The exact building year of Stahleck castle is not known, but it has been proved that the castle was already occupied since the year 1095. It's first mentioned in documents in the year 1135 under Goswin von Hochstadt. Until 1148 almost 10 years of fight followed for the rights of the Stahleck.
In the year 1156, after the death of Hermann of Stahleck, his stepbrother Konrad von Hohenstaufen became count palatine of Bacharach on the Rhine river. The town of Bacharach, which is situated on the castle mountain, became center and residence of the originating palatine territory on the Rhine river. Castle Stahleck, which was originally the most farthest southern situated property of the Cologne bishops, was assigned from the emporer Barbarossa to his brother Konrad in the year 1190.
In the Thirty Years' War, in year 1644, as the Catholic party banished the French out of the town with 250 cavalries and 450 Cologne foot soldiers, these fled into the castle Stahleck. Colonel of Nievernheimb, commander on the fortress Ehrenbreitstein, let the castle Stahleck near Bacharach at the Rhine river thereupon be fired at without occupying it. Th restoration was made in 1666 by the elector count palatine Carl Ludwig.
Between January and May 1689 the Stahleck castle was exploded by the french troops from Ludwig XIV. 237 years it was in a ruins, until the crown prince of Preußen bought the area in 1828. Rhine river society accomplished restoration work in 1909 and 1910.
Starting at the end of 1965 until May 20, 1967, the youth hostel was further constructed on the castle Stahleck. Thereby the in the substructure still original roman Bergfried of the castle Stahleck with abated wall strength was newly roofed and furnished with new walls. Today it expresses the picture of a medieval castle with different construction phases and is one of the most well-known youth hostels.References:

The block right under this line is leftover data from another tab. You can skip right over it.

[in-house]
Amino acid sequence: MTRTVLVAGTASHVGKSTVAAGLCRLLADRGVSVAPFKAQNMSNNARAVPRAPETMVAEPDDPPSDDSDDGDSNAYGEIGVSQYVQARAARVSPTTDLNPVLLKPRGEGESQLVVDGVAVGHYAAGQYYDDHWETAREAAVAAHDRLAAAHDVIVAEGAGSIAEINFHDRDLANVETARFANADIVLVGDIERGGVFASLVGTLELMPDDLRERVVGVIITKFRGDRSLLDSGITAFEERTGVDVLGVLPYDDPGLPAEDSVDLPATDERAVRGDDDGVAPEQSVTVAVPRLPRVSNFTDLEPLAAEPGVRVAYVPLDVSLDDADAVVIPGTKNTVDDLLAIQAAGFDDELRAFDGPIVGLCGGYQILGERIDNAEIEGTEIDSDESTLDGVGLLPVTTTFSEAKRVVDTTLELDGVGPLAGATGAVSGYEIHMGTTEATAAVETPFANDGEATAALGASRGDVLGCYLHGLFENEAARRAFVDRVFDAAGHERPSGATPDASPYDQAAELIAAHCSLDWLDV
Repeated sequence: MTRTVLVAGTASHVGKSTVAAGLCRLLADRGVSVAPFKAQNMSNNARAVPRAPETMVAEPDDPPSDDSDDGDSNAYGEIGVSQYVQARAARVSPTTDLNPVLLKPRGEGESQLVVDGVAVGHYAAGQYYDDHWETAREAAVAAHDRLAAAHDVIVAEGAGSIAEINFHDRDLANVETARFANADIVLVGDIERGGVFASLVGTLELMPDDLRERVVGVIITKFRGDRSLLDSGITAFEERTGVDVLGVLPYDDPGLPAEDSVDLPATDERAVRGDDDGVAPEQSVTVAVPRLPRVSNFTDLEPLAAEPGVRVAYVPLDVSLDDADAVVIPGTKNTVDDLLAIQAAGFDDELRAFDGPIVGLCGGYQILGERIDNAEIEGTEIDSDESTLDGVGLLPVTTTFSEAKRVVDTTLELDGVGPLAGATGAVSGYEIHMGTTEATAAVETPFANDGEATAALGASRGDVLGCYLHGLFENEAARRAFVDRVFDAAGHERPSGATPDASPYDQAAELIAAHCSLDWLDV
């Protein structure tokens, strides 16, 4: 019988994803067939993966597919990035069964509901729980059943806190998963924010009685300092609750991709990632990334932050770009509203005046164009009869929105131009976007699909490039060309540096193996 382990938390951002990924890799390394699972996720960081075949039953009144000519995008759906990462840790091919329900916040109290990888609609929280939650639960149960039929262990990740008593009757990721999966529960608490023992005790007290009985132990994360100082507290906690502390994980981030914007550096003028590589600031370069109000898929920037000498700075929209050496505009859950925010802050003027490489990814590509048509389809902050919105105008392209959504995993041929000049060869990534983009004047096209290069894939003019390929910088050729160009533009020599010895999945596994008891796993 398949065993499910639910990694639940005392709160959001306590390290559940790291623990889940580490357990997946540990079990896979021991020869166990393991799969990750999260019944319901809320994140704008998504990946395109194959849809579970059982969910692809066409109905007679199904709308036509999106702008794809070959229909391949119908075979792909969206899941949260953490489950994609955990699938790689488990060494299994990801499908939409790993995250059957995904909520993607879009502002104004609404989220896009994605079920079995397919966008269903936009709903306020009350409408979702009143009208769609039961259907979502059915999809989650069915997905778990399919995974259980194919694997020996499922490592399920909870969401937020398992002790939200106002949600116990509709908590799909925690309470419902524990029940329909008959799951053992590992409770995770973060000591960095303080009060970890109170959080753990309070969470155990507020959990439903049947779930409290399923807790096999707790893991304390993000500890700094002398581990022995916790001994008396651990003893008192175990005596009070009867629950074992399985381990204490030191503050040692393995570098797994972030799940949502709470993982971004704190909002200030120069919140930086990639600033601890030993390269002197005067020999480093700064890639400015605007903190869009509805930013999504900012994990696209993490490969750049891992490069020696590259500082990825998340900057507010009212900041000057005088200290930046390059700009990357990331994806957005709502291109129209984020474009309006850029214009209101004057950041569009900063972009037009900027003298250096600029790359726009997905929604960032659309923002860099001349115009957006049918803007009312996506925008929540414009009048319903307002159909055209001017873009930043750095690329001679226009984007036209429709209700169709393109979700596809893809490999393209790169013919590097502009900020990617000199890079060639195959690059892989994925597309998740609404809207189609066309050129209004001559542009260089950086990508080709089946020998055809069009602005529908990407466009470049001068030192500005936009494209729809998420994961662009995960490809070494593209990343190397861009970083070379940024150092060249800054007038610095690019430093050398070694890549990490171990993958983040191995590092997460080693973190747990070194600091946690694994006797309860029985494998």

The Petersberg Citadel is one of the largest extant early-modern citadels in Europe and covers the whole north-western part of the Erfurt city centre. It was built after 1665 on Petersberg hill and was in military use until 1963. It dates from a time when Erfurt was ruled by the Electors of Mainz and is a unique example of the European style of fortress construction. Beneath the citadel is an underground maze of passageways that can be visited on guided tours organised by Erfurt Tourist Office.
The citadel was originally built on the site of a medieval Benedictine Monastery and the earliest parts of the complex date from the 12th century. Erfurt has also been ruled by Sweden, Prussia, Napoleon, the German Empire, the Nazis, and post-World War II Soviet occupying forces, and it was part of the German Democratic Republic (East Germany). All of these regimes used Petersberg Citadel and had an influence on its development. The baroque fortress was in military use until 1963. Since German reunification in 1990, the citadel has undergone significant restoration and it is now open to the public as a historic site.